Americans are not a people naturally drawn to autocracy. We wish to govern ourselves, if necessary, through exploration and conquest. After the Borderers crossed the Cumberland Gap into Tennessee and Kentucky, they headed South by Southwest into Texas. Perhaps no man better exemplifies that generation than Sam Houston, a protégé of Andrew Jackson, and general of the Texan Army, President of the Republic of Texas, and the only American to be governor of two states. 

The Republic of Texas was a model of the republic as venture – an opportunity for Americans to carve out a new territory for freedom and profit. Room to breathe and room to dream. But Texas was not the end. The pioneer breed of Americans continued to strike further and further West by Southwest, from Baja California all the way to Nicaragua.

The frontier was a crucible which tested and refined the young American republic and infused the Scots-Irish ethos into communities across the continent. Following the closing of the Western frontier at the end of the nineteenth century, America immediately started searching for new frontiers to conquer and, a century after the death of Sam Houston, finally found one in the form of outer space. 

Houston, Texas, was the natural choice to become home to NASA’s mission control. Of the twelve men who walked on the moon, ten were Americans of Scots-Irish or Scottish ancestry, and the first Christian communion service held in space was Presbyterian. Today, NASA is still largely based in the South, in Houston, Huntsville, and Cape Canaveral, and SpaceX is assembling rockets in Texas as well. Space remains perhaps the greatest potential frontier for Americans to revivify our spirit in the model of our ancestors. Perhaps the next Texas Republic will be on Mars.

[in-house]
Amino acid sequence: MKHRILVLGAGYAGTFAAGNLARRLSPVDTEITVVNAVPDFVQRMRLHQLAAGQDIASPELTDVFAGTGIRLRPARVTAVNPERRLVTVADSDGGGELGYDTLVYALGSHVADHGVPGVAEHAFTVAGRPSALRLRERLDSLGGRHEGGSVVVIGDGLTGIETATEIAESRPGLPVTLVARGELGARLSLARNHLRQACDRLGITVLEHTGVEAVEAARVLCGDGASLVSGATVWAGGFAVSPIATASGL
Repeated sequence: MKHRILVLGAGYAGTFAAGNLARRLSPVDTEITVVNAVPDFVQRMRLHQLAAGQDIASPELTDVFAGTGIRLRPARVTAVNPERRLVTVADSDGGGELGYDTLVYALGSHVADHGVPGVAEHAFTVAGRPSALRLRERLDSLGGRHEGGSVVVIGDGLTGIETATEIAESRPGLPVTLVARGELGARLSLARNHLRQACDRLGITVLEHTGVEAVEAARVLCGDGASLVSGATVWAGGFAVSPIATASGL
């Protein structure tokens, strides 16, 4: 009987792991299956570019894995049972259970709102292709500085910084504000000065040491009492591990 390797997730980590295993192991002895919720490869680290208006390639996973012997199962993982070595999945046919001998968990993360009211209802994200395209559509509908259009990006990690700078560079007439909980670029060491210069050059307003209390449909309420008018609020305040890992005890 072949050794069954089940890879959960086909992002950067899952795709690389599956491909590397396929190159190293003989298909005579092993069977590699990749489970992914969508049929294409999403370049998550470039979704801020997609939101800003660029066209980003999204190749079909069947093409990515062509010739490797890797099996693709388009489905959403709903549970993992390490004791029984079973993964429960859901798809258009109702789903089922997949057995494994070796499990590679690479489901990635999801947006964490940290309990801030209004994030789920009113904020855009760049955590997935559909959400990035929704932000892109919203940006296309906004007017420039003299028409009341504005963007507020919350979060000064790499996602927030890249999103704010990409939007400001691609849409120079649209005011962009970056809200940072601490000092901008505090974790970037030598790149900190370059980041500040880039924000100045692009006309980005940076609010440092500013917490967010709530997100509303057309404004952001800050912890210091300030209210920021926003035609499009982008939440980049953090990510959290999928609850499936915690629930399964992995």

Nietzsche famously called upon his readers to “become who we are.” America is a warrior republic, a nation driven to greatness by the desire for exploration and conquest. The Scots-Irish American tradition of the frontier citizen-soldier republics is at the heart of that which made our nation great. If Americans are to recover their historic spiritedness… if America is to rise above its current malaise and again stand tall and proud, towering above our enemies and detractors, we must reignite that spirit and seek out new frontiers. 

Roland Thomas Gunn is an American writer. He can be followed @RolandGunnTN.